When you think of work, what’s the first thing that comes to mind? 
 
For me, it’s email. And the anxiety that comes with it.
 
According to a McKinsey study from 2012, the average knowledge worker spends more than 60 percent of their work in email and internet searches — email accounting for 30 percent by itself!
 
Professor Cal Newport, author of Deep Work: Rules for Focused Success in a Distracted World, identifies these tasks as shallow work. They’re not cognitively demanding, add little value to the world, and are easily replicated.
 
Then we have the Principle of Least Resistance. That simply states, without clear feedback on the impact of different behaviors on the bottom line (or value added), we tend to do the easiest behaviors in the moment.
 
Like email.
 
email is not deep work

The Solution?

Cal’s answer to adding value in a knowledge economy is what he calls “deep work” (shocking, I know).
 
Deep work is defined as activities performed in a state of distraction-free concentration that push your cognitive capabilities to their limit. Significantly, these efforts create new value, improve your skill, and are difficult to replicate.
 
If this sounds a lot like flow which we’ve previously discussed (post #1 and post #2), you’re absolutely correct. Flow is the state of being totally engrossed into something that requires our mind or body to stretch to the limits to accomplish something difficult and worthwhile.
 
Cal hypothizes that the ability to perform deep work is becoming increasingly rare which makes it inversely more valuable. Therefore, if you develop the skill to work deeply and make it central to your work, you will thrive. 
 
The reason for this hypothesis is that as technology reduces labor need, rewards for those able to work intelligent machines is growing. He identifies three groups poised for success:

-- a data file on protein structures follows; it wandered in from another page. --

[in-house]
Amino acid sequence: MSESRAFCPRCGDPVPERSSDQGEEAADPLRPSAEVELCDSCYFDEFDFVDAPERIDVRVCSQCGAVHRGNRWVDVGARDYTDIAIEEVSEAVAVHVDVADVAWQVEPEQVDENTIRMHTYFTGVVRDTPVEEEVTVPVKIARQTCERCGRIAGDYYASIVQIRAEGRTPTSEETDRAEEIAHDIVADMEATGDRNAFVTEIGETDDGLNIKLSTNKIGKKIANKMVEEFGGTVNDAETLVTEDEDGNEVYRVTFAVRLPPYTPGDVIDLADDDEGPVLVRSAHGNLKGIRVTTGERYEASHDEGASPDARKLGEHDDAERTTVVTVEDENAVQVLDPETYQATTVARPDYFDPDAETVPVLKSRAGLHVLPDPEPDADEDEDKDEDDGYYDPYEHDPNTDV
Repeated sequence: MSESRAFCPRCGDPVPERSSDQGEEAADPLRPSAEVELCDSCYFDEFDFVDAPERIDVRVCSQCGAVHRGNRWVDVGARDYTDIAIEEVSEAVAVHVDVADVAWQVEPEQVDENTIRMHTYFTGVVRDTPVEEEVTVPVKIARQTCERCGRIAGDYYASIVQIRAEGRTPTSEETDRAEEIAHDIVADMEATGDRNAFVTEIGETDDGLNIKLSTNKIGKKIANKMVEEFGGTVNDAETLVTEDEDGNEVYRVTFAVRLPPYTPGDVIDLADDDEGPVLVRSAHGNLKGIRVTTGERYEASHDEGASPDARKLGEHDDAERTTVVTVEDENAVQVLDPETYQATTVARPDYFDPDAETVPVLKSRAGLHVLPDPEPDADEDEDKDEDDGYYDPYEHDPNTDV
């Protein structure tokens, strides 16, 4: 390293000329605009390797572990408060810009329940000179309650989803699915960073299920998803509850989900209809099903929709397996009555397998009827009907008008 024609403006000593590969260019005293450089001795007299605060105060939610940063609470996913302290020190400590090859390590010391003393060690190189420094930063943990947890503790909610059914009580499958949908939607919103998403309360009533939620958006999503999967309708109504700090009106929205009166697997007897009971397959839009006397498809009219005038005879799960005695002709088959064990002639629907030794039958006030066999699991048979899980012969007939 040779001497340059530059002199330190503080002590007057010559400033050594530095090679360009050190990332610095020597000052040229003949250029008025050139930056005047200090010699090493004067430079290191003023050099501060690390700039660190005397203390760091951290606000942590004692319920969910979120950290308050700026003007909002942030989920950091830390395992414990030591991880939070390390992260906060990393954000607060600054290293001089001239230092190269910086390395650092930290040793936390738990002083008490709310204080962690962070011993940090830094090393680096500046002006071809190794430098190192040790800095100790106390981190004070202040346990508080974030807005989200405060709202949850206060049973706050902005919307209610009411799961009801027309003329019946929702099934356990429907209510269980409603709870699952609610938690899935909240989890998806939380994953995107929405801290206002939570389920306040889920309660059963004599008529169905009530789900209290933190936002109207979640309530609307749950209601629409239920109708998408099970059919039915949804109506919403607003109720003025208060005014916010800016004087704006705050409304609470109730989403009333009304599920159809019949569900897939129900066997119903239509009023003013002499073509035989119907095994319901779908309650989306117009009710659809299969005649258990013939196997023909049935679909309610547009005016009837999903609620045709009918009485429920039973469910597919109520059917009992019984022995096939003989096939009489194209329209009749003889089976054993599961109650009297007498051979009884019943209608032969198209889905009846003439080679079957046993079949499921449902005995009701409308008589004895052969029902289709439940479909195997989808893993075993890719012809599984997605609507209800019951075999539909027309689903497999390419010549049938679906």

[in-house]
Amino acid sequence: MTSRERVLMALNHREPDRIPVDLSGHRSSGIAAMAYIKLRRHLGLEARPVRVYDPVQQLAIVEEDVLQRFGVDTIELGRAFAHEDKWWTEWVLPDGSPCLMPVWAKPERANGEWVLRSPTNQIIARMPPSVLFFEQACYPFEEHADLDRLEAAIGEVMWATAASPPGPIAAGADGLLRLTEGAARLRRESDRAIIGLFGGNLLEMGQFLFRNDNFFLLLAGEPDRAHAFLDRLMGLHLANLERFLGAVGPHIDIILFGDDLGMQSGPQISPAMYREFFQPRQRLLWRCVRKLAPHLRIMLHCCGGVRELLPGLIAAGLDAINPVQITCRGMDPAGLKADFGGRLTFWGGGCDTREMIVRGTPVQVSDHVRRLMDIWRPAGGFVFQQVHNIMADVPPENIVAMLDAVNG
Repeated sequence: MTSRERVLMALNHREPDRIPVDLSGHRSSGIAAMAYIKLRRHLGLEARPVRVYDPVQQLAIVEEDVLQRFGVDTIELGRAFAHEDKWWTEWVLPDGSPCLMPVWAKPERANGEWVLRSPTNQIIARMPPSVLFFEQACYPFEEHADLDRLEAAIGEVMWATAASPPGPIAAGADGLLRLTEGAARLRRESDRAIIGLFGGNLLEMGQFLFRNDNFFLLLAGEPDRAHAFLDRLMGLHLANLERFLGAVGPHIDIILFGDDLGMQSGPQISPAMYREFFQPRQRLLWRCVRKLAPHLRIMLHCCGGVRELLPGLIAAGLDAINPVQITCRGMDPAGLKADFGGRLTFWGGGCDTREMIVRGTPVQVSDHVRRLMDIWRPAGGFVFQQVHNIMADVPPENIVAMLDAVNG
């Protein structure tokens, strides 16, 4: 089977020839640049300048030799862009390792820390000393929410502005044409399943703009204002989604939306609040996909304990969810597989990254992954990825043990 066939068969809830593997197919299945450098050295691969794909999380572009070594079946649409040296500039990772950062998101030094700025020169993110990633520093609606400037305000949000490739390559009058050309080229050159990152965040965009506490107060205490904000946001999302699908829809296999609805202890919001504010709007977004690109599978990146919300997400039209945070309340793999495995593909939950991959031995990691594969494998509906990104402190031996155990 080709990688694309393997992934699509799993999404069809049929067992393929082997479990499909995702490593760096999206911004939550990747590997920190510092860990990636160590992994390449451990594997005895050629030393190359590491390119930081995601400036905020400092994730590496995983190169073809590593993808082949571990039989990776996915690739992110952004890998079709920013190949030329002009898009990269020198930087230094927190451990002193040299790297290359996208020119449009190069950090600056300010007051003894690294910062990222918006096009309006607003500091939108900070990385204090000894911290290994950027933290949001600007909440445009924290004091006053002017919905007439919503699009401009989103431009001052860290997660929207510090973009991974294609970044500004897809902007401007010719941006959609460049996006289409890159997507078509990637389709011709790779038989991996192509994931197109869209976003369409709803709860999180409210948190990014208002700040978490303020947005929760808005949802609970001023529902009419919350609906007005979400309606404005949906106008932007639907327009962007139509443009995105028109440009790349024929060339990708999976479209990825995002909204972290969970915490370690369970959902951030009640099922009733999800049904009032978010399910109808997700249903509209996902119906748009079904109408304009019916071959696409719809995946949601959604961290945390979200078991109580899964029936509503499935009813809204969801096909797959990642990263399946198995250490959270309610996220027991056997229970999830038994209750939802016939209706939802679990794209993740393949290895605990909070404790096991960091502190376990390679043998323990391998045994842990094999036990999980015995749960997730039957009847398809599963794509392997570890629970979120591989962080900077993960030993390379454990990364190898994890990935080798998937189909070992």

1. Those who can work well and creatively with intelligent machines.
  2. Those with access to capital.
  3. Those who are experts at what they do.
The group we’re concerned about is the experts.
 
deep work makes experts

Benefits of Deep Work

As a result of engaging into regular flow states, we achieve:
  • Continuous improvement of our work output.
  • Increased quantity of valuable output produced.
  • Deeper satisfaction (and passion) for our work.
If we are going to be a part of group three, the experts, deep work enables us the ability to quickly master hard things and produce at an elite level, both in speed and quality.
 
To that point, Cal provides us the equation:
High-Quality Work Produced = (Time Spent) x (Intensity of Focus).

Application

To help us build the habit of working deep, Cal provides four rules:
 
Rule #1: Work Deeply
  • Acknowledge we have finite willpower that depletes as we use it.
    • Build rituals and routines to minimize transitions and eliminate distractions; habits reduce our daily expenditure of will.
    • Can you lock down a specific time each day? Maybe just a few days a week?  Is there an optimal location?
  • Pick an appropriate time span to do challenging work with a specific end-time. 
    • Work expands to its allotted time. The intent is to challenge yourself to complete your work efficiently in LIMITED time. You’ll find a way.
  • Focus on lead measures.
    • Lead measures are things that can be tracked at the beginning and during a process, IE time spent doing deep work.
    • Our usual tendency is to focus on lag measures/outcomes. Unfortunately, that’s too late to make adjustments.